Web watch: Peter Banks looks at some websites that may be of interest to chemistry teachers


There has been much discussion about scientific literacy on the EiC blog recently.1 As a school teacher, one of the difficulties I have involves identifying suitable articles for my pupils to read, then finding the time to annotate each one. So you can imagine my delight when I was introduced to Science in the classroom. This resource presents articles from the journal Science and re-publishes them in an accessible style that is suitable for those who wish to take their study of chemistry beyond school.

The main feature of this site is the Learning Lens. This tool enables students to select from a number of categories to highlight specific sections of each article. Clicking on these colour-coded areas reveals useful details and further explanations from a team of expert contributors. It’s these annotations that really assist in guiding students through a paper and helps them understand what to look for and think about when they read journal articles.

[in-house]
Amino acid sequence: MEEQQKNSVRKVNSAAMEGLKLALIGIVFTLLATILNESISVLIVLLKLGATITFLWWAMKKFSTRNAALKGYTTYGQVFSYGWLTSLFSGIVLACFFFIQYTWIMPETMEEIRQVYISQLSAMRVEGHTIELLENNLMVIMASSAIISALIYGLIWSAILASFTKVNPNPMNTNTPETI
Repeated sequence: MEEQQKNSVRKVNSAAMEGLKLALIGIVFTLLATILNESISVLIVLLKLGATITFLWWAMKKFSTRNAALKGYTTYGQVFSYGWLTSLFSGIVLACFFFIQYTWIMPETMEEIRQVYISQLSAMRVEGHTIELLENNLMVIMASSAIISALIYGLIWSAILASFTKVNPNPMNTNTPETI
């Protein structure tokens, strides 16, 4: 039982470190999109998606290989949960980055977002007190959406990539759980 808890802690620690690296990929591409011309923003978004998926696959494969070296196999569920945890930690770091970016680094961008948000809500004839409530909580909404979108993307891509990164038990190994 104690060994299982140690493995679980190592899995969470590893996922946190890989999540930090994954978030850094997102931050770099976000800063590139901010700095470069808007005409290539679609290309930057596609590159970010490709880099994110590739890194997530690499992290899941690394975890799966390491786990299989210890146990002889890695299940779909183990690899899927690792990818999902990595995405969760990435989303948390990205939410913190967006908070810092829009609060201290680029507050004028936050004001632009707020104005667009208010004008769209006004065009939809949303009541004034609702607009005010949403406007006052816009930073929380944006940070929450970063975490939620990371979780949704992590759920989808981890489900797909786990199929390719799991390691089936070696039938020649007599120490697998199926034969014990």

For each paper you can switch between university and high school versions. These bring up an edited article appropriate for the reader. I particularly like that the high school version has questions spaced throughout the text. These help students to think about the science in the article or to manipulate the data and statistics for themselves. The university version is extended, contains no inline questions, but still contains plenty of useful Learning Lens annotations.

At the bottom of every page is a menu bar with tools for each article, including links to related science news, activities and teaching resources, which are easy to adapt for your own use. It’s this feature-rich thoughtfulness that makes this site really stand out from the crowd for teachers.

Also consider Journal articles made easy from Learn Chemistry